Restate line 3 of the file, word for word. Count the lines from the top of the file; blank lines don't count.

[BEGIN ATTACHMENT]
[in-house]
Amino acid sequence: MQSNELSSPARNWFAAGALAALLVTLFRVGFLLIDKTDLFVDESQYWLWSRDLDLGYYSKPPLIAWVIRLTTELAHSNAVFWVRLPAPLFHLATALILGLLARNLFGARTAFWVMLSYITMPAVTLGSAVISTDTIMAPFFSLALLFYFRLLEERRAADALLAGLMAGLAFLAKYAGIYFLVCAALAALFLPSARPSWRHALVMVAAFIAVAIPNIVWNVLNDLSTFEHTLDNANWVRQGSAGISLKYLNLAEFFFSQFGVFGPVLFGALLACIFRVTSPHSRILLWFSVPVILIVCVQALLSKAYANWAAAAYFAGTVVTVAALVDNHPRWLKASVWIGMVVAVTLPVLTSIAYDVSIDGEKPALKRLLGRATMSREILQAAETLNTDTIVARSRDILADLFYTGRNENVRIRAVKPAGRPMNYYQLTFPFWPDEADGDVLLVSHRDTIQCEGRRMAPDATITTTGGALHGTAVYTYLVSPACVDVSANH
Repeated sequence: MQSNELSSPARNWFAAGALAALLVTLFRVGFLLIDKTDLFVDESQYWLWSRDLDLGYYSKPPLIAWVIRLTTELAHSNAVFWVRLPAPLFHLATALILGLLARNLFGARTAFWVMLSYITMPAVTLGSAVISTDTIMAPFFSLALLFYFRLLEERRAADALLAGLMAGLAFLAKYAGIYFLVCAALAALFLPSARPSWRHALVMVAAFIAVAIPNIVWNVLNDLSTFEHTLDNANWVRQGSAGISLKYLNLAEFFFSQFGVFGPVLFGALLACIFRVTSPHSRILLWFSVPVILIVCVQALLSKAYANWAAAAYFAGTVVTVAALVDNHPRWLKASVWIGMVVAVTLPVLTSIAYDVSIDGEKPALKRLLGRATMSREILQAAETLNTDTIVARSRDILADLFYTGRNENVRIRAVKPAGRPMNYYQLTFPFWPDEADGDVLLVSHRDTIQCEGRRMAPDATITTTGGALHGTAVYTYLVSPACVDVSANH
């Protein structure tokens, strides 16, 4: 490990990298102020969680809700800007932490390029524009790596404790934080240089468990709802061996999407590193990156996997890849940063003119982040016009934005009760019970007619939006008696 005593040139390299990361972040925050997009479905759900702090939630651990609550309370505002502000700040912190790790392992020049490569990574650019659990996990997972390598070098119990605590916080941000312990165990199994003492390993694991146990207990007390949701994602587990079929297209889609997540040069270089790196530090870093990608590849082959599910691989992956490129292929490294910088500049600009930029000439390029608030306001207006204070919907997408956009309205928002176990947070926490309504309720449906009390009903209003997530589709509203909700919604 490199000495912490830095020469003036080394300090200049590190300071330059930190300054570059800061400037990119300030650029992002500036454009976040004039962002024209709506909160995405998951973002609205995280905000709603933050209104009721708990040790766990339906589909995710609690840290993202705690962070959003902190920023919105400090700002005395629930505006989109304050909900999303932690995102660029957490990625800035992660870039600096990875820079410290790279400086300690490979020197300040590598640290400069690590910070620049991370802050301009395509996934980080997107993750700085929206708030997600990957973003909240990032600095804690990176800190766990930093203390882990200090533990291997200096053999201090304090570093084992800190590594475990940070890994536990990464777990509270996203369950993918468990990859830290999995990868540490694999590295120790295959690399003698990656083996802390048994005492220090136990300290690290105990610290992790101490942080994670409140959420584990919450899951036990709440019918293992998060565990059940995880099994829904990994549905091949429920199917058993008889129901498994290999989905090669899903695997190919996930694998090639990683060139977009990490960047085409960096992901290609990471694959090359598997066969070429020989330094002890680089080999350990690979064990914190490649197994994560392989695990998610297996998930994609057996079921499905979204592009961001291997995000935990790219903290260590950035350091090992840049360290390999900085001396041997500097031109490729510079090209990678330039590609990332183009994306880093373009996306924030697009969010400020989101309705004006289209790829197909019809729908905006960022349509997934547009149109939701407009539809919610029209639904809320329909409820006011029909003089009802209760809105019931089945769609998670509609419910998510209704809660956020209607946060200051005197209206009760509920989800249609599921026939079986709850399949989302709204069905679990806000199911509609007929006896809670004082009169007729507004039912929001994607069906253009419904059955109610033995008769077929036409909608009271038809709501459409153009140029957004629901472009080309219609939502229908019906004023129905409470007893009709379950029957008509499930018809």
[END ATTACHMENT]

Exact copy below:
Repeated sequence: MQSNELSSPARNWFAAGALAALLVTLFRVGFLLIDKTDLFVDESQYWLWSRDLDLGYYSKPPLIAWVIRLTTELAHSNAVFWVRLPAPLFHLATALILGLLARNLFGARTAFWVMLSYITMPAVTLGSAVISTDTIMAPFFSLALLFYFRLLEERRAADALLAGLMAGLAFLAKYAGIYFLVCAALAALFLPSARPSWRHALVMVAAFIAVAIPNIVWNVLNDLSTFEHTLDNANWVRQGSAGISLKYLNLAEFFFSQFGVFGPVLFGALLACIFRVTSPHSRILLWFSVPVILIVCVQALLSKAYANWAAAAYFAGTVVTVAALVDNHPRWLKASVWIGMVVAVTLPVLTSIAYDVSIDGEKPALKRLLGRATMSREILQAAETLNTDTIVARSRDILADLFYTGRNENVRIRAVKPAGRPMNYYQLTFPFWPDEADGDVLLVSHRDTIQCEGRRMAPDATITTTGGALHGTAVYTYLVSPACVDVSANH